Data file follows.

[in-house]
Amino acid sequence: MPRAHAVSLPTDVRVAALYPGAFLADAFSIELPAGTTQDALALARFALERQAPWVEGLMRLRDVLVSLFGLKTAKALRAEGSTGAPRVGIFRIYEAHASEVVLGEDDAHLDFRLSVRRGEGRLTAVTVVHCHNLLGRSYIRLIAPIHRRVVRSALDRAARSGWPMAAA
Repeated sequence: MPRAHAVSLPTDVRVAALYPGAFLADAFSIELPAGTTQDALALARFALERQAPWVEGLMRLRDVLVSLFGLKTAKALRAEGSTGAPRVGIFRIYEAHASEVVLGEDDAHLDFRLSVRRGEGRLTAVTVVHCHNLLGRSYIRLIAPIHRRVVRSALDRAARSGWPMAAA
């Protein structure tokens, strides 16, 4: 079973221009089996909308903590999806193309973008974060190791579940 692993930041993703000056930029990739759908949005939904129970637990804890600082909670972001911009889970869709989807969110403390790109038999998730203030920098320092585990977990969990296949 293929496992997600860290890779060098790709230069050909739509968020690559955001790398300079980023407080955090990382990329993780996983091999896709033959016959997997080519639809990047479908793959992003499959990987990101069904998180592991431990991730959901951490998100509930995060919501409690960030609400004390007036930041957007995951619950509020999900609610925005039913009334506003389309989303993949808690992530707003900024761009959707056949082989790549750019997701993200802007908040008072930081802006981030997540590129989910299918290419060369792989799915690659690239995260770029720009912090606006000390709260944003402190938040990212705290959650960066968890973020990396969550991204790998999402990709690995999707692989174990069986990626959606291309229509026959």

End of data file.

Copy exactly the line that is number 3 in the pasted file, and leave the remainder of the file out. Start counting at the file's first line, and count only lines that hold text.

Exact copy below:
Repeated sequence: MPRAHAVSLPTDVRVAALYPGAFLADAFSIELPAGTTQDALALARFALERQAPWVEGLMRLRDVLVSLFGLKTAKALRAEGSTGAPRVGIFRIYEAHASEVVLGEDDAHLDFRLSVRRGEGRLTAVTVVHCHNLLGRSYIRLIAPIHRRVVRSALDRAARSGWPMAAA